MELBOURNE U.S. private equity firm Carlyle Group (CG.O) has submitted a bid for Anglo-Australian miner Rio Tinto's (RIO.AX) 80 percent stake in the Northparkes copper mine in Australia, news agency Dow Jones said on Friday, citing a person familiar with the bid.
Northparkes is one of several assets Rio Tinto is looking to sell as it seeks to pare $5 billion in costs and focus on its best assets to help protect its single-A credit rating in a weakened commodities market.
Macquarie, which is advising Rio Tinto on the sale, declined to comment, as did a Carlyle spokesman in Beijing. Rio Tinto spokesmen were not immediately available for comment.
Analysts have speculated Rio Tinto could fetch as much as $1 billion for the mine. BHP Billiton recently agreed a higher than expected price of $650 million for the sale of its Pinto Valley copper mine and a railroad in Arizona to Canada's Capstone Mining Corp (CS.TO).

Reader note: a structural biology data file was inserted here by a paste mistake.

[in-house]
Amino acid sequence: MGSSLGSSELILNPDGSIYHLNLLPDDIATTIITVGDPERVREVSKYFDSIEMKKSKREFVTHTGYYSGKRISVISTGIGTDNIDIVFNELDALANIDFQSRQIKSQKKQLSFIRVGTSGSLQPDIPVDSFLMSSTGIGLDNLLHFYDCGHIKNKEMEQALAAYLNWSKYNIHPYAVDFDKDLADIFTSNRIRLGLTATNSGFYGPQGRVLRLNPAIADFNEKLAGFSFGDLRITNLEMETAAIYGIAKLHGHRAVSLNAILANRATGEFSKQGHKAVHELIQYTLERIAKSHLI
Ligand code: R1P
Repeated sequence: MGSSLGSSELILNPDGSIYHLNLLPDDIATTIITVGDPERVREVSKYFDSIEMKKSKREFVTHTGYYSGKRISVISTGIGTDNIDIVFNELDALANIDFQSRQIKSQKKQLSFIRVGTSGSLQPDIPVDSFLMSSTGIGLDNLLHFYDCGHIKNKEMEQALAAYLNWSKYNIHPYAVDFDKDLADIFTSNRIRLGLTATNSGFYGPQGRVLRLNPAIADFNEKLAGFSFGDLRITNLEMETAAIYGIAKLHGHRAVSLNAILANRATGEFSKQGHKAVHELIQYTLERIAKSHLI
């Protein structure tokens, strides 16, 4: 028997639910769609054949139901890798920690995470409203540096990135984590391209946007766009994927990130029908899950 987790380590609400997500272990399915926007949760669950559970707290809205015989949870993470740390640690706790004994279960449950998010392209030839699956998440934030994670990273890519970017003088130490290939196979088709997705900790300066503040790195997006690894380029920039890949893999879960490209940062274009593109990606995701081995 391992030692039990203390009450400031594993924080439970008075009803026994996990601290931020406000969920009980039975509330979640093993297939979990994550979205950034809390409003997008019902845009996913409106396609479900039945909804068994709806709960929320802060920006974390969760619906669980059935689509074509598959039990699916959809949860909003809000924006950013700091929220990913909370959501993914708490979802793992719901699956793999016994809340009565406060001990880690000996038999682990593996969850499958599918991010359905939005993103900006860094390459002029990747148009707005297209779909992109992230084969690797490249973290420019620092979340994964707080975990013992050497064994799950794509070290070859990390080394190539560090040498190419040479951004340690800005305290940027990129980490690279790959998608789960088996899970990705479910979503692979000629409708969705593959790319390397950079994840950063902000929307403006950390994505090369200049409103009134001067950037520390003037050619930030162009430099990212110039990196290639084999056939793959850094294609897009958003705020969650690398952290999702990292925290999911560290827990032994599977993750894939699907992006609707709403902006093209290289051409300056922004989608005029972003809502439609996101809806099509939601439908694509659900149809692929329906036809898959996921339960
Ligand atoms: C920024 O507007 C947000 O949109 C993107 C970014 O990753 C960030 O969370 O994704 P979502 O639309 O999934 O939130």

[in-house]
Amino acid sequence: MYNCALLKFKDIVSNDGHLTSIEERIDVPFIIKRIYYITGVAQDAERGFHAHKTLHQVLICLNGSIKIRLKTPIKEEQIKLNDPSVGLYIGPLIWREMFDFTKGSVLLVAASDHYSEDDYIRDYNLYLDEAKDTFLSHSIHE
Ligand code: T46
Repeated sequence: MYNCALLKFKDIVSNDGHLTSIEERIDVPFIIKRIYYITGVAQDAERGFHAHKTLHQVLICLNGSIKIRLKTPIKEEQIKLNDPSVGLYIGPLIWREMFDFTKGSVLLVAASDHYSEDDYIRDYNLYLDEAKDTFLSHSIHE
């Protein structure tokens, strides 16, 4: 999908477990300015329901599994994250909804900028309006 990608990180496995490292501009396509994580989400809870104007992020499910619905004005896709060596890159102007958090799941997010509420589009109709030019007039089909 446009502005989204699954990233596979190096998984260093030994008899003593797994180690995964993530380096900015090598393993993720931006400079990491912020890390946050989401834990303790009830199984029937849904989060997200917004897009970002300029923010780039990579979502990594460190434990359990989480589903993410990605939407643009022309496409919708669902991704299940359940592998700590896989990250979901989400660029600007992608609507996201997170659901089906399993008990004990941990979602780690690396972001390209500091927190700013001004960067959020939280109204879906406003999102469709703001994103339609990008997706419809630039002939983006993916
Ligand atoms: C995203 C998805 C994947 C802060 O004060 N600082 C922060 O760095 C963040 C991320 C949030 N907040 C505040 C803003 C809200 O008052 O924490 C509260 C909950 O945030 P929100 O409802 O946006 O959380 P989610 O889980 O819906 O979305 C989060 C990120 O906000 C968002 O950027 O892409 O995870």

Carlyle, which has no mine investments in Asia, is the second private equity firm to be linked to the Northparkes stake, following reports that KKR & Co (KKR.N) was looking to bid. But KKR is no longer in the running, two sources told Reuters.
Private equity giants have so far typically shunned the sector, because of its exposure to the risky commodities cycle.
Bankers and analysts see base metals miner OZ Minerals (OZL.AX) and Chinese-controlled MMG Ltd (1208.HK), which is looking for assets between $1 billion and $7 billion to expand into one of the world's top diversified miners, as likely bidders for Northparkes.
MMG declined to comment and OZ Minerals CEO Terry Burgess was not immediately available to comment.
Northparkes, which is 20 percent owned by Japan's Sumitomo, produced 43,100 metric tons (47,510 tons) of mined copper in 2012, or about 8 percent of Rio's total copper output, which is dominated by its Bingham Canyon mine in Utah.
Northparkes' contribution will become even less significant as the company's majority-controlled Oyu Tolgoi copper mine ramps up production in Mongolia.
Rio Tinto has not publicly said Northparkes is on the block, and new Chief Executive Sam Walsh told shareholders he wanted to keep the asset sale process under tight wraps, reiterating that the company was not going to give away anything.
"This is not a fire sale," Walsh said at the group's annual meeting in Sydney this week.
(Reporting by Sonali Paul; Additional reporting by Denny Thomas in HONG KONG and James Regan in SYDNEY; Editing by Clarence Fernandez)